Curating Power Collective 

If Loving Madras is wrong, then I don’t wanna be right by Curating Power Curator Paige Michel

What makes us feel powerful is individual and personal, and yet it is related to and constrained by the wider world. The Curating Power Collective is a group of young curators who have developed a series of creative, personal responses to the Culture Lab’s inaugural ‘Power!' exhibition. 

They have intervened in the space to explore, embrace and reclaim what makes them feel powerful through research, objects, creative making, and writing. Their creations are on display in the Culture Lab until September 2024!

Find out more about the Curating Power Collective and meet the curators

The Collective has also curated an online archive of their work, showcasing creative process, poetry readings, playlists, artworks, and digital zines. Explore the digital Curating Power collection.

Collective members are: Kimberly Johnson, Ysabel Hannam, Arzama Hossain, Barakat Omomayowa, Shay Spencer-Noronha, Ashanté Thomas, Matilda Bilon, Paige Michel-Strachan and Emmanuella Bamfo. This work is a result of conversations and workshops delivered by the Culture Lab collections team, curator and manager Johanna Zetterstrom-SharpUCL Special Collections, and artist Alafuro Sikoki-Coleman.

UCL Collections

Explore the UCL collections used in the exhibition:

Further information


  • The Brown Dog memorial by Joseph Whitehead was dismantled by Battersea council in 1910 (at night and in secret) due to the ongoing student protests. This replica shown in the exhibition belongs to Paula S. Owen, author of the novel Little Brown Dog.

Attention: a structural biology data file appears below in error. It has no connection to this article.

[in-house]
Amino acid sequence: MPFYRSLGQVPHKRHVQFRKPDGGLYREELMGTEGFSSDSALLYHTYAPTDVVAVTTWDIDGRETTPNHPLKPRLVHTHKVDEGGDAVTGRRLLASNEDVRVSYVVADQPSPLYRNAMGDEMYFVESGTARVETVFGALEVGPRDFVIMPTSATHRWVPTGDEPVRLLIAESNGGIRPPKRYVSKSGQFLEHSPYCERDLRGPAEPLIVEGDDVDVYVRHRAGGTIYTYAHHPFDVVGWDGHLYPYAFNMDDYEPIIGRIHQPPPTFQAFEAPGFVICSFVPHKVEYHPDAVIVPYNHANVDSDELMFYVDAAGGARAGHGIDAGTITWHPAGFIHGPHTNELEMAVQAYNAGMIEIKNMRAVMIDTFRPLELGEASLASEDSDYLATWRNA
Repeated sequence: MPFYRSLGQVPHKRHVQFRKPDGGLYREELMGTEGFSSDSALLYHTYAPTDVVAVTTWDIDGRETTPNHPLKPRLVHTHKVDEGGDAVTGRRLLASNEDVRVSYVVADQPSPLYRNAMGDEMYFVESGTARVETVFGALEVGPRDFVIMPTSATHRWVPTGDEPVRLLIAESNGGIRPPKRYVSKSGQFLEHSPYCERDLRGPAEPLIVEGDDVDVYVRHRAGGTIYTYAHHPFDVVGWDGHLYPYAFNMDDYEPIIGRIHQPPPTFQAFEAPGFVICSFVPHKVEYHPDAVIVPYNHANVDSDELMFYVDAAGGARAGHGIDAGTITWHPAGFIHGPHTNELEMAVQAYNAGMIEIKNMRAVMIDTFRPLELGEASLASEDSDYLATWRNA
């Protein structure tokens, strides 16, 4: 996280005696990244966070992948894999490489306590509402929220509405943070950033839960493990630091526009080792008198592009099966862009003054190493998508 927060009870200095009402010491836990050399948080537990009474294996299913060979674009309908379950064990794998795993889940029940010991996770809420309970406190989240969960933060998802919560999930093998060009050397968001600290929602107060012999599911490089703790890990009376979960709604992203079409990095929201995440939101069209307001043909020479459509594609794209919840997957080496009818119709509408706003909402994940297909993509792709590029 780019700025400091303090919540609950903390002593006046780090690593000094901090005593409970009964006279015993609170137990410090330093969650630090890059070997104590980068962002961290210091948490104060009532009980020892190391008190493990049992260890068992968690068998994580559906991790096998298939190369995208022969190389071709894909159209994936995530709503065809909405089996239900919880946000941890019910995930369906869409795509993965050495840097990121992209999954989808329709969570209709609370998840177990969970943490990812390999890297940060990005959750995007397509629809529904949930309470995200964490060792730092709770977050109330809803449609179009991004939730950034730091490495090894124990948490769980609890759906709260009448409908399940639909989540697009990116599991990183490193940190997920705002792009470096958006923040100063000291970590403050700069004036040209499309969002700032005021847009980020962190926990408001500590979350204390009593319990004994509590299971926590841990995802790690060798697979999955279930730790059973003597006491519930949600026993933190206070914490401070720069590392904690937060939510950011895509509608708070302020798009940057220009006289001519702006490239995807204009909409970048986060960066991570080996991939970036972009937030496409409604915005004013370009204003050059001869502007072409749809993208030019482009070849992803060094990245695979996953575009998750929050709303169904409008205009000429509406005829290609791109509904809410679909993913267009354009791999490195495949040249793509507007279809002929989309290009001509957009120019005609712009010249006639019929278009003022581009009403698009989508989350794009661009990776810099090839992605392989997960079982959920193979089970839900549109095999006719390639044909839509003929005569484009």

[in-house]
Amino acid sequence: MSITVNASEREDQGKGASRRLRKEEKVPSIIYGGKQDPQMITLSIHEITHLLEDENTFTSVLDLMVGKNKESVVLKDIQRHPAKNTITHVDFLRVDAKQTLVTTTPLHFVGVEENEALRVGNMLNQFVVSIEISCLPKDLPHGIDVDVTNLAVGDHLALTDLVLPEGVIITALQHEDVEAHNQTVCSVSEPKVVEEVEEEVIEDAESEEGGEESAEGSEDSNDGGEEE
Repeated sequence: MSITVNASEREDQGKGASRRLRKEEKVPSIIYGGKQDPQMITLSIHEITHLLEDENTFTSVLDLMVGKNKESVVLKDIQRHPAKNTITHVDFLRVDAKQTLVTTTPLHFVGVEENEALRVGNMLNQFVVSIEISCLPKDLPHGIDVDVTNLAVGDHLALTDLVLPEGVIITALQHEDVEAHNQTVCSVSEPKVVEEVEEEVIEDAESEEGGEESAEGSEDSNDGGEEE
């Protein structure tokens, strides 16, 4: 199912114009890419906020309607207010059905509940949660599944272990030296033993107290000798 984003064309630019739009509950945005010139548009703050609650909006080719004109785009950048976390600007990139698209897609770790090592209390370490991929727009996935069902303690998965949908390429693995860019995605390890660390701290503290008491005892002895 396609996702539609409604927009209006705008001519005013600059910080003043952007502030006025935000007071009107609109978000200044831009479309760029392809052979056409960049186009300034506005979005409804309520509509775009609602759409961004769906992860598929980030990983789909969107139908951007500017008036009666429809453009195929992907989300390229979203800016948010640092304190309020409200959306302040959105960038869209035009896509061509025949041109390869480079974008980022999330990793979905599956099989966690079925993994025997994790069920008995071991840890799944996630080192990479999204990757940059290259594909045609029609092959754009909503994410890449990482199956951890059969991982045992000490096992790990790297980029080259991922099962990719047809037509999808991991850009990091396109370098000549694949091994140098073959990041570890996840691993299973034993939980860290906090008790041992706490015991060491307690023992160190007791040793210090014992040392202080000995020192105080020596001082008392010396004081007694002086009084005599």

The exhibition was lead curated by Haidy Geismar and Johanna Zetterstrom Sharp, with a curatorial team comprising:

  • Andrea Fredrickson (Art Museum)
  • Tannis Davidson (Grant Museum)
  • Rafael Schacter (Department of Anthropology)
  • Sada Mire (Institute of Archaeology)
  • Anna Fineman, Erika Delbecque and Joanna Baines (UCL Special Collections)
  • Thomas Kador, Maia Brown, Catrin Heath, Katya Lee, Natalie Walsh, and Zheyuan Yang (Department of Arts and Sciences)
  • Sarah Wilkes (Materials Library Institute of Making)
  • Leoran Vizner, Alberto Adelantado Calvo, Chloe Colaco Souza, Lindy Tweten, Norah Tapahuasco-Oritz, Devina Dimri, Jemma Jarman (MA Museum Studies, Institute of Archaeology)

Conservation support and curatorial assistance was provided by Delphine Mercier, Camella Ramjet, Ian Carroll, Rhea Evers, Sara Mittica and Emilia Kingham. Thanks also to Christina Macgregor and Sarah Aitcheson of UCL Library Culture, Collections and Open Science. Graphic design was undertaken by Ella Strickland de Souza.